OVERNIGHT HEALTH: Medicare to unveil new ACO efforts

Dems keep up the pressure: Meanwhile, Democrats took their offensive on the Medicare plan up a notch with automated calls that say Republicans will “end Medicare.” As The Hill’s Erik Wasson notes, the calls are rather specific: They tell the listener that “you have paid into Medicare for 25 years” and give a precise figure for how much more his or her healthcare would cost.

So does the anti-tax crowd: The National Taxpayers Union on Monday sent a letter to Congress demanding the repeal of President Obama’s healthcare reform as a condition for raising the debt ceiling. Read The Hill's story

HHS details cuts: The Health and Human Services Department released details on Monday about where it will make the roughly $2.5 billion in cuts that Congress passed in its last spending bill. The continuing resolution made across-the-board cuts and left it up to each department to figure out where it would find the money.

HHS plans to cut a program that funds residency slots for pediatricians, as well as the Centers for Disease Control and Prevention. Healthwatch’s Julian Pecquet has the story.

Praise for Kohl: The Eldercare Workforce Alliance praised Sen. Herb Kohl (D-Wis.) for his attention to seniors’ issues on Monday, following his announcement last week that he won’t seek reelection in 2012. Kohl chairs the Senate Aging Committee and has been active on a range of healthcare issues, including the administering of drugs in nursing homes.

"Senator Kohl’s commitment to improving the lives of older adults is measurable and inspiring,” the alliance said in a statement.

Kohl is also the Senate’s leading advocate for a ban on certain settlements in lawsuits between brand-name and generic drugmakers.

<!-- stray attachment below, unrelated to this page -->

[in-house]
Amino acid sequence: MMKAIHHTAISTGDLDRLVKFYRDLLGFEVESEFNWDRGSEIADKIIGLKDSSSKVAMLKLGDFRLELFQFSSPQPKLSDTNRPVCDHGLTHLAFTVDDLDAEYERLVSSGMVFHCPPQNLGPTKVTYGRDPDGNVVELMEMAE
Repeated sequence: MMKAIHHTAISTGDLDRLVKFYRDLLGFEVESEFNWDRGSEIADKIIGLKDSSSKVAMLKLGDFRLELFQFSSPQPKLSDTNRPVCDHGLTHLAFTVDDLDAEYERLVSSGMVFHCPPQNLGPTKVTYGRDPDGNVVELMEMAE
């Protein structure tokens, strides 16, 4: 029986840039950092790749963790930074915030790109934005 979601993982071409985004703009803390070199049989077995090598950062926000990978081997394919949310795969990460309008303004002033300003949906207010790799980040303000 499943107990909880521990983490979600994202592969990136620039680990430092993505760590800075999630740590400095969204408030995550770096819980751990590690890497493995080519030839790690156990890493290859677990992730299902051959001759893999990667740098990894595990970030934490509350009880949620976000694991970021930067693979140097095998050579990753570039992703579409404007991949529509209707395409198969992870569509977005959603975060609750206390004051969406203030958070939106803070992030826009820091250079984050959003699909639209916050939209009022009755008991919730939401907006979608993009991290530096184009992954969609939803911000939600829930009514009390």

ACO costs: Medicare estimated that the cost of establishing and running an accountable care organization would be about $1.8 million in the first year. The total might end up being as high as $26 million, the American Hospital Association said in a letter to Berwick. Healthwatch has the story.

What you might have missed on Healthwatch:

Researcher Joe Selby was tapped as the first executive director for the new comparative effectiveness institute created by healthcare reform.

HHS on Friday granted two more adjustments to new rules that govern how insurers spend their money. The department also announced that it granted 200 more waivers from the new law's restrictions on annual benefit limits.

HHS announced $100 million in grants to help bolster preventive health programs.

Recent lobbying registrations:

Alston & Bird / Almost Family (home health nursing, rehabilitation and personal care services)

Dumbarton Group / National Association of Portable X-Ray Providers

Dumbarton Group / New Century Health (oncology management)

Ikaria (pharmaceutical and medical device research, development and marketing)

Loper Consulting / Consumer Healthcare Products Association (trade association for over-the-counter products and dietary supplements)

Reading list:

Massachusetts Gov. Deval Patrick (D) urged state lawmakers to move quickly on a bill that would change the way the state pays for healthcare, The Boston Globe reports.

The Charleston, W.Va., Gazette notes that the state's two Democratic senators are on opposite sides of a spending plan that could lead to major Medicare and Medicaid cuts.

The Baltimore Sun takes a look at programs that offer STD screenings to seniors.

Comments / complaints / suggestions? Please let us know:

Julian Pecquet: jpecquet@thehill.com / 202-628-8527
Sam Baker: sbaker@thehill.com / 202-628-8351

Follow us on Twitter @hillhealthwatch